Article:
Perseverance pays off on the long road of grief.
by Yvonne Kays
Healing has been so slow.
The windshield wipers sloshed back and forth as I struggled to see the road through the blurry glass. My work with youth and families was rewarding, but tonight I was bone-tired and ready to be home.
Pushing the garage door opener as I turned into my driveway, I saw the welcoming light of seven candles in my living room window.
I hated coming home to a dark house after my husband died; it shouted of loneliness.
I had been in a quaint little shop on the Oregon coast when I overheard another customer say, “I just love the warm light of this Swedish candelabrum. I put one in the window on a timer to welcome me home.”
It sounded so inviting that I splurged on one for myself. Now I smiled at its cheerful glow.
Once in the garage, I could hear the excited whining of my new golden lab puppy, Honey, in the back yard. Jumping up and down, she rushed to greet me as I opened the door.
“OK, OK, I’ll feed you. Is that the only reason you are so excited to see me?” I asked as I reached for her dish. Tail wagging, she turned in circles and ignored my sarcasm. Dogs are such good friends, never holding grudges or pretending. Her enthusiastic welcome always dispelled my loneliness.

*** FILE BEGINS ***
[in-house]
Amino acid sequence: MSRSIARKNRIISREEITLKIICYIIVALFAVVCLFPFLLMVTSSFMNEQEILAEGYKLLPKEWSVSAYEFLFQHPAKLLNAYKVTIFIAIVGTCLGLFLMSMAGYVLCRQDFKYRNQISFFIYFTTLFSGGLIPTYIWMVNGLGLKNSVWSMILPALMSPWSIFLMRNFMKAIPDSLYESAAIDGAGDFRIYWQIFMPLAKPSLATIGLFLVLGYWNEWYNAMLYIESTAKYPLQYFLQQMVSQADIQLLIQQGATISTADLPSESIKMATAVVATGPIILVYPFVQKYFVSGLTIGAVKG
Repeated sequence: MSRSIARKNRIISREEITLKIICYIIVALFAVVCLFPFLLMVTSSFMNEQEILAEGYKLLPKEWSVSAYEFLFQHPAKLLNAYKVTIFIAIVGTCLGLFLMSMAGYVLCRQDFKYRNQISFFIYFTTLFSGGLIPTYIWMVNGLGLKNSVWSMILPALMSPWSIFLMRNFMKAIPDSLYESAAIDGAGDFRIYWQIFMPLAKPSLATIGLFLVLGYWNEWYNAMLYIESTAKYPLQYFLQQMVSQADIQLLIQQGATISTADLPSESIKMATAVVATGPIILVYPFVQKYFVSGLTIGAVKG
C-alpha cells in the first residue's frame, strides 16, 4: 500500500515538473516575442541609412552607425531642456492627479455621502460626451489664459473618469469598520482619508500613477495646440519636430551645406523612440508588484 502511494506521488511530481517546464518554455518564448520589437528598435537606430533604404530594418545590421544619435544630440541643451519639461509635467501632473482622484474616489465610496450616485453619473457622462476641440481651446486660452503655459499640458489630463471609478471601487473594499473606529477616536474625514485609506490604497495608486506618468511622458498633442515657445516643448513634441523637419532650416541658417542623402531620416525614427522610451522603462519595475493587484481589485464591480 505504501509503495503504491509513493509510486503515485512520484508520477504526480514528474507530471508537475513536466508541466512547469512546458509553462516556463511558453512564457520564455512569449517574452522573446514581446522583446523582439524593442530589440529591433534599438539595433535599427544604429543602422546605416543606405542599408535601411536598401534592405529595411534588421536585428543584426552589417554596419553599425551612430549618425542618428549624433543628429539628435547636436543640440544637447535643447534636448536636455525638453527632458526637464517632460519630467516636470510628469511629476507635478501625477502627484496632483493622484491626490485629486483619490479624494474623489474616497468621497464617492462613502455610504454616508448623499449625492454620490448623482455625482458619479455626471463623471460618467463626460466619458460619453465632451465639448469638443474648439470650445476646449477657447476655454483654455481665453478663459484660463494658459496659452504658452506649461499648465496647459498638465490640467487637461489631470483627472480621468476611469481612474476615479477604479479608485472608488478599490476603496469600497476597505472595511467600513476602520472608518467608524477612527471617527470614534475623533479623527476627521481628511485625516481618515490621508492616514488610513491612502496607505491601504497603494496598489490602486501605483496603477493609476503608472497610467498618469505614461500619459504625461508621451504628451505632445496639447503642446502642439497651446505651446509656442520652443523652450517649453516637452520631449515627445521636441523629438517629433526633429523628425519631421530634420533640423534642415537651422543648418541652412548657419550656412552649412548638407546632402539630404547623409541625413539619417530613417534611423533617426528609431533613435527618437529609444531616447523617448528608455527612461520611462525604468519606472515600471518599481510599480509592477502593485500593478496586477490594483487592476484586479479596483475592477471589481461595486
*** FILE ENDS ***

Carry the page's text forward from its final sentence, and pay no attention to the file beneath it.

Humming as I filled her water dish, I noticed a comfortable, peaceful feeling settling deep inside. It was good to be home. The pain and emptiness in my heart seemed to be receding.
It had been five years since my husband died suddenly from a heart attack. My world was shattered, my heart torn in half; I plunged into great darkness. Loss after loss, the season of grief continued as I lost my father, my mother, a beloved cousin, an aunt, one of my best friends — even my dog, Yainex — in a span of four years.
Light and music
Light always overcomes darkness, I thought, snapping the light switch on in the hallway.
I punched the button on the CD player as I walked by the loft room on my way to change into jeans and a sweatshirt. Soft flute and piano music filled the empty rooms, with birdcalls and ocean sounds. Music was a healing balm.
Coming back into the living room, I glanced at the TV. I couldn’t remember the last time I turned it on. After my husband’s death, I couldn’t deal with all the bad news it blared. I chose to let the world go on without me, making home my oasis, a quiet place to mend.
After heating some leftover stew in the microwave and putting a log on the fire, I settled into my blue recliner with my journal. I glanced at the title: God’s Comforting Things.
I had chosen to focus on the positive things after my husband died, to record words and events that brought comfort to my broken heart. I turned to the Psalms every morning and wrote down scriptures that spoke to me. He promised to bind up the brokenhearted and to care for the widow, a word I first recoiled from when I realized I am one of those now.
On days when sneaker waves of grief brought tears coursing down my cheeks, I would cling to the promises and rejoice in what I had, not what I had lost.